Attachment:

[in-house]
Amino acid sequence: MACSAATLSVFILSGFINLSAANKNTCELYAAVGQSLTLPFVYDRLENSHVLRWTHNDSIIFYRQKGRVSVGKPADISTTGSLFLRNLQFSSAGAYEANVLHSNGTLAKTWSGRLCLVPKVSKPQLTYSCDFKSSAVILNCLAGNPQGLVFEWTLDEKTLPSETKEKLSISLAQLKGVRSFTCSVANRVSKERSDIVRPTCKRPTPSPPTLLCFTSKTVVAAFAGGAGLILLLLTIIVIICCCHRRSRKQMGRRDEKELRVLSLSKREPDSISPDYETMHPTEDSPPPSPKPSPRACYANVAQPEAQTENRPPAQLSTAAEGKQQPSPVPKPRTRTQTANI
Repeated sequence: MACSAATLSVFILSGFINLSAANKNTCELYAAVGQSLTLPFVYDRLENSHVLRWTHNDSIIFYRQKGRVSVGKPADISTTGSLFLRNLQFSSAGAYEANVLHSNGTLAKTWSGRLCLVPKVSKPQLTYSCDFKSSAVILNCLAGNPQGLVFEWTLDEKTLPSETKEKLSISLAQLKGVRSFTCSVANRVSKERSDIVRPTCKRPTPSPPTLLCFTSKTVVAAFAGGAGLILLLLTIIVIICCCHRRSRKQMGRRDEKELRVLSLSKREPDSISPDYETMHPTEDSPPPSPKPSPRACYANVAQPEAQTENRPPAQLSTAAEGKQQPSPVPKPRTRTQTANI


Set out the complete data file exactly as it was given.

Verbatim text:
[in-house]
Amino acid sequence: MACSAATLSVFILSGFINLSAANKNTCELYAAVGQSLTLPFVYDRLENSHVLRWTHNDSIIFYRQKGRVSVGKPADISTTGSLFLRNLQFSSAGAYEANVLHSNGTLAKTWSGRLCLVPKVSKPQLTYSCDFKSSAVILNCLAGNPQGLVFEWTLDEKTLPSETKEKLSISLAQLKGVRSFTCSVANRVSKERSDIVRPTCKRPTPSPPTLLCFTSKTVVAAFAGGAGLILLLLTIIVIICCCHRRSRKQMGRRDEKELRVLSLSKREPDSISPDYETMHPTEDSPPPSPKPSPRACYANVAQPEAQTENRPPAQLSTAAEGKQQPSPVPKPRTRTQTANI
Repeated sequence: MACSAATLSVFILSGFINLSAANKNTCELYAAVGQSLTLPFVYDRLENSHVLRWTHNDSIIFYRQKGRVSVGKPADISTTGSLFLRNLQFSSAGAYEANVLHSNGTLAKTWSGRLCLVPKVSKPQLTYSCDFKSSAVILNCLAGNPQGLVFEWTLDEKTLPSETKEKLSISLAQLKGVRSFTCSVANRVSKERSDIVRPTCKRPTPSPPTLLCFTSKTVVAAFAGGAGLILLLLTIIVIICCCHRRSRKQMGRRDEKELRVLSLSKREPDSISPDYETMHPTEDSPPPSPKPSPRACYANVAQPEAQTENRPPAQLSTAAEGKQQPSPVPKPRTRTQTANI